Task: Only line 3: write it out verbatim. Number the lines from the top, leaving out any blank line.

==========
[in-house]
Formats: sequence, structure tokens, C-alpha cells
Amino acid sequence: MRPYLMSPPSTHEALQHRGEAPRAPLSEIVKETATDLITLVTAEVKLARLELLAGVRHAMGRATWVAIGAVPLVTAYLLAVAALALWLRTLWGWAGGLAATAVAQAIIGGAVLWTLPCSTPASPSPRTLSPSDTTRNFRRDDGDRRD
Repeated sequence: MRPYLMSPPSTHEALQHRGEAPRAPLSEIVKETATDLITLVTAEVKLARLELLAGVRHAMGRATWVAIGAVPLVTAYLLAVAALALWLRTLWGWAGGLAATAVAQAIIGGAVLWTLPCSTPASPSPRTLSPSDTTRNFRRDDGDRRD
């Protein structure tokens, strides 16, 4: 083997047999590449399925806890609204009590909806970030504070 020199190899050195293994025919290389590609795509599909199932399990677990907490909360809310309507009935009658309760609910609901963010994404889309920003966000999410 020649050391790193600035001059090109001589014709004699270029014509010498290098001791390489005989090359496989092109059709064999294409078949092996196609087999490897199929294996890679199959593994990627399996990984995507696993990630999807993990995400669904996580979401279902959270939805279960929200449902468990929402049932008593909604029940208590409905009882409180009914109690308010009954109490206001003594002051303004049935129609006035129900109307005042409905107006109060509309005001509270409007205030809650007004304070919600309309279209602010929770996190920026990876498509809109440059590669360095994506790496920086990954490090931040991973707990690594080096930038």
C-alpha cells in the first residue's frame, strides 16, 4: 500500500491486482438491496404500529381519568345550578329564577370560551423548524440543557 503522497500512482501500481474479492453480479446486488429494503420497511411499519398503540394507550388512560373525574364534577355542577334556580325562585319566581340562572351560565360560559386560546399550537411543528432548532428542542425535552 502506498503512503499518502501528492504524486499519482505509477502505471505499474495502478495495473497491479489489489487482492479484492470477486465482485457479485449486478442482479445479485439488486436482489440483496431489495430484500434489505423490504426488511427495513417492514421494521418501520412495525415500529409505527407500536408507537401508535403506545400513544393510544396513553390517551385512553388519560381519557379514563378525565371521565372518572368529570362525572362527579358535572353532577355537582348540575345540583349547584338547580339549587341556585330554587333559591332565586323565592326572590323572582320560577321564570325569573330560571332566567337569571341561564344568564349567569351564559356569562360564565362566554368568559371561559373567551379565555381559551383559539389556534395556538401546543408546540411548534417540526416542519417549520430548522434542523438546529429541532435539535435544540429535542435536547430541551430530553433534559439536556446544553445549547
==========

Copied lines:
Amino acid sequence: MRPYLMSPPSTHEALQHRGEAPRAPLSEIVKETATDLITLVTAEVKLARLELLAGVRHAMGRATWVAIGAVPLVTAYLLAVAALALWLRTLWGWAGGLAATAVAQAIIGGAVLWTLPCSTPASPSPRTLSPSDTTRNFRRDDGDRRD